World Conference for Social Development
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A Brief Introduction *
At the conclusion of the World Summit for Social Development, held 6-12 March 1995 in
Copenhagen, Denmark, Governments adopted a Declaration and Programme of Action which
represent a new consensus on the need to put people at the centre of development. The
largest gathering yet of world leaders ll7 heads of State or Government - pledged to
make the conquest of poverty, the goal of full employment and the fostering of stable,
safe and just societies their overriding objectives.
The Copenhagen Declaration
Among the ground-breaking agreements made by the world's leaders in the Declaration are
ten commitments to:
|eradicate absolute poverty by a target date to be set by each country;|
|support full employment as a basic policy goal;|
|promote social integration based on the enhancement and protection of all human rights;|
|achieve equality and equity between women and men;|
|accelerate the development of Africa and the least developed countries;|
|ensure that structural adjustment programmes include social development goals;|
|increase resources allocated to social development;|
|create "an economic, political, social, cultural and legal environment that will
enable people to achieve social development'';|
|attain universal and equitable access to education and primary health care; and|
|strengthen cooperation for social development through the UN.|
The Declaration and Programme of Action grew out of three two-week preparatory sessions
that began in January 1994, and a week of informal consultations in October. They were
finalized in Copenhagen after five days of negotiations, presided over by Ambassador Juan
Somavia of Chile, Chairman of the Summit's Main Committee and of its pre-summit
Preparatory Committee. Danish Prime Minister Poul Nyrup Rasmussen served as President of
The Summit was mandated by the General Assembly in December 1992, by its resolution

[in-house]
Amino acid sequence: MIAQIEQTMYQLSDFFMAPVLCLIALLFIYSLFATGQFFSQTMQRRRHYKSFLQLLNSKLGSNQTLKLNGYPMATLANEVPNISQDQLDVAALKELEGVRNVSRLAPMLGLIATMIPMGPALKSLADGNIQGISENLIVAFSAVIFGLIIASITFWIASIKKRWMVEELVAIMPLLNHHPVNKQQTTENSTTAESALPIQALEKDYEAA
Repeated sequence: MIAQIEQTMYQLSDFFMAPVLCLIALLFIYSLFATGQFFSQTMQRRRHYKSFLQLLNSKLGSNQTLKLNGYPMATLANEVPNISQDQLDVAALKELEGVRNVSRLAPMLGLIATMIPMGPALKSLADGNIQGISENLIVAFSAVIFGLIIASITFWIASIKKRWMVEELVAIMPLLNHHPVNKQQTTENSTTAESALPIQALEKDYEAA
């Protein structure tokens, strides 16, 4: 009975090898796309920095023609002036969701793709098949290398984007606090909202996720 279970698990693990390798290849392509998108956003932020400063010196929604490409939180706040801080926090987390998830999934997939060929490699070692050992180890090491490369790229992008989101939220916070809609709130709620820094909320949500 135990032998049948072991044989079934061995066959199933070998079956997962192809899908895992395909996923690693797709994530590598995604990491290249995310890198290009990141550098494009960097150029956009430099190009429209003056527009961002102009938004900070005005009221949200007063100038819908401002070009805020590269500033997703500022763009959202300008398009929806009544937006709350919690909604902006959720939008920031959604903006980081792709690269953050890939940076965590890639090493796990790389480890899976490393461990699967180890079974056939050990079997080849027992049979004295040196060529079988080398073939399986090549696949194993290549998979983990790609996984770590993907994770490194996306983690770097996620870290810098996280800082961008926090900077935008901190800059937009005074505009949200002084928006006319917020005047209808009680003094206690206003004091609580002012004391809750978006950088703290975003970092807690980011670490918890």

47/92. It was organized principally by the United Nations Department for Policy
Coordination and Sustainable Development.
Over 14,000 participants attended the Summit, among them delegates from 186 countries.
Included were some 2,300 representatives from 811 non-governmental organizations (NGOs),
and over 2,800 journalists. Additionally, some 12,000 NGO representatives and others
gathered daily from 3 to 12 March on the grounds of a former naval base called Holmen, for
a parallel event called NGO Forum '95.
Although the Social Summit was the first major UN conference specifically on social
development issues, it was closely linked to a series of high-level meetings which
together are reshaping the Organization's development work. The Copenhagen Declaration and
Programme of Action draw extensively on the recommendations for sustainable development
agreed at the 1992 UN Conference on Environment and Development in Rio de Janeiro (Agenda 21), and the 1994 International
Conference on Population and Development in Cairo, and in turn are complemented by the
work of the Fourth World Conference on Women (September 1995,
Beijing) and the United Nations Conference on Human
Settlements-Habitat II (1996, Istanbul).
Primary responsibility for implementing the Summit agreements will be at the national
level, where the UN and its development agencies are providing support for that effort. At
the international level, the Summit strongly endorsed the leadership role of the UN in
social development, assigning specific responsibility to several UN institutions as well
as to the Secretary-General, ECOSOC and the General Assembly. It also called for closer
links between the Bretton Woods international financial institutions and the UN system.
During its session in 1996, which was the International Year for the Eradication of
Poverty, the General Assembly reviewed progress in implementing the Summit pledges on
poverty eradication. A special session of the Assembly will be
held in the year 2000 to examine the overall implementation of the Copenhagen Declaration
and Programme of Action.
* Taken and adopted from:
The UN web-site "Gateway to Social Policy and Development" at http://www.un.org/esa/socdev/ and http://www.un.org/esa/socdev/wssd.htm